Pubdate: Mon, 04 Dec 2017
Source: Winnipeg Free Press (CN MB)
Copyright: 2017 Winnipeg Free Press
Author: Lee Harding
Page: A7


LEGALIZE and tax marijuana and the budget will balance itself - or so
marijuana advocates, from stoners to recreational users to the prime
minister, have tried to convince us of this for years.

But they're all wrong.

It makes some sense that a product so commonly used should be
regulated rather than criminalized, sending its newly-enabled taxation
revenues to the public coffers.

Unfortunately, recent federal announcements and the examples of two
U.S. states tell us that a fiscal boon from legal pot is nothing more
than reefer madness.

Marijuana legalization opponents say that the long-term health and
social costs will create a burden on our health-care system through
drug-induced car accidents, brain damage, lung damage and the like.

No need to wait - the bill is already more than three-quarters of a
billion dollars and counting.

Last spring's federal budget called for $9.6 million over five years
for awareness, education and "surveillance activities," with another
$36.4 million announced in the fiscal update.

In September, Public Safety Canada announced $274 million of
marijuana-related spending.

As October ended, the federal government announced a further $548
million would be spent to implement the Cannabis Act.

Of this, a whopping $432 million is headed to Health Canada, $68
million to the RCMP, $40 million to border security and $6 million to
Public Safety Canada.

Put down your illegal reefer long enough to understand that nothing
the government does is cheap or efficient.

Health Canada's millions are apparently for "a new regulatory
approach, including licensing and inspection, compliance and
enforcement, monitoring and research, as well as a national public
education and awareness campaign, tracking systems and program support."

Put down your illegal reefer long enough to understand that nothing
the government does is cheap or efficient

Never mind that this will all have to be done in conjunction with the
provinces, which will have their own untold costs.

At least some of this health spending seems superfluous, especially
regarding marijuana awareness.

Anyone who wanted to know the effects already does and everyone else
is in ignorant bliss.

Besides, if the packaging is forced to look anything like that for
cigarettes, it will basically say, "This will kill you," aided by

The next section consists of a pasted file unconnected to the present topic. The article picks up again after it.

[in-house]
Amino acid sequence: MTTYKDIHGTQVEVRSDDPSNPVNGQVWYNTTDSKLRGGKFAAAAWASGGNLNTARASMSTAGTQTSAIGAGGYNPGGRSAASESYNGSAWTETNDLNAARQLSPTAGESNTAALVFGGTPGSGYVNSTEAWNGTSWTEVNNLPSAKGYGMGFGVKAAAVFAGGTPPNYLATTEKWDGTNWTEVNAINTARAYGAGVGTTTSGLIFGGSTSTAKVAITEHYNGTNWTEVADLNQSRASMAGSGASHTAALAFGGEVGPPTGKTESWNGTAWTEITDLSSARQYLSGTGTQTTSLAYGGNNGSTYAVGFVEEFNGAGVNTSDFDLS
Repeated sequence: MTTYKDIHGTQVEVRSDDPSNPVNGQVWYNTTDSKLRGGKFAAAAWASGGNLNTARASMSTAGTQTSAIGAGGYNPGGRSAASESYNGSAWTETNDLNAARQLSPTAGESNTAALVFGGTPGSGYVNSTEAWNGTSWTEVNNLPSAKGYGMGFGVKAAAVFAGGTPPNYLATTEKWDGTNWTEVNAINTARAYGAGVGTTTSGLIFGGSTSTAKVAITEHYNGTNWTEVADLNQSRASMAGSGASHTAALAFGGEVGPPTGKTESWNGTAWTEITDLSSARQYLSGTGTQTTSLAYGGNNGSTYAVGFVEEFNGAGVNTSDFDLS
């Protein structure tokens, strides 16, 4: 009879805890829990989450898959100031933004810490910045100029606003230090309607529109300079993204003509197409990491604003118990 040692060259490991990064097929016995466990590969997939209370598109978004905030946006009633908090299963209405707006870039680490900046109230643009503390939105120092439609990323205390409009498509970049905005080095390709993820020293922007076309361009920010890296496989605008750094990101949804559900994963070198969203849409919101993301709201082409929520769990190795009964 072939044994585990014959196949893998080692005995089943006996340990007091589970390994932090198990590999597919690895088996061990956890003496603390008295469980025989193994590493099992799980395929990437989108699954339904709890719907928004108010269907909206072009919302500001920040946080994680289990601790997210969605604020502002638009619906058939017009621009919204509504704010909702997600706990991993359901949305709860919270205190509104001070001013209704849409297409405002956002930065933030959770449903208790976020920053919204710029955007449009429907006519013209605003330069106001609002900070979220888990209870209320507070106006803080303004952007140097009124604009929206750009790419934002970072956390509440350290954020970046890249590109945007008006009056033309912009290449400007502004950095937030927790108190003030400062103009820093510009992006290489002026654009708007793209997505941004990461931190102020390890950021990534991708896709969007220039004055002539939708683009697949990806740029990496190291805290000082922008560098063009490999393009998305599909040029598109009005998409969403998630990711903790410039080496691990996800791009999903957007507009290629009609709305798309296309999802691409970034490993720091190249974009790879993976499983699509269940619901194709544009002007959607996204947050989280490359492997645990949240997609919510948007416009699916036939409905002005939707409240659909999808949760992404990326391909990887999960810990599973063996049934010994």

grotesque illustrations - and people will maintain happy denial anyway.

Prime Minister Justin Trudeau has suggested a 10 per cent pot

But finance department officials refuse to suggest that this will even
provide cost recovery for legalization.

It's far from certain.

Colorado, with one-seventh the population of Canada, received US$76
million from marijuana taxes and fees in 2014 and that ballooned to
US$200 million last year.

That said, Colorado's excise and sales taxes on pot add up to 27.9 per

The tax-free status of Canada's Indigenous reservations will also
undermine federal and provincial marijuana revenues.

Tobacco tax exemptions amount to an estimated $686 million

In Quebec and Ontario, the Akwesasne, Kahnawake, Tyendinaga and
Ohsweken reserves, with their own factories, produce a very high
percentage of contraband tobacco. Nearly one-third of Ontario
cigarettes are contraband.

The Macdonald-Laurier Institute estimates the cost to public coffers
is between $1.6 billion and $3.1 billion in Ontario alone.

If tobacco, forever legal and widely available, can have up to a third
of its sales illegal, imagine what the proportion will be for
marijuana, widely available yet illegal in Canada since 1923.

As Canada prepares to become the second nation in the world to
legalize the recreational use of marijuana, it must hold fast to at
least one sober thought: the reality that pot consumption and taxation
will not relieve our governments' fiscal headaches.

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Lee Harding is a research associate with the Frontier Centre for Public 
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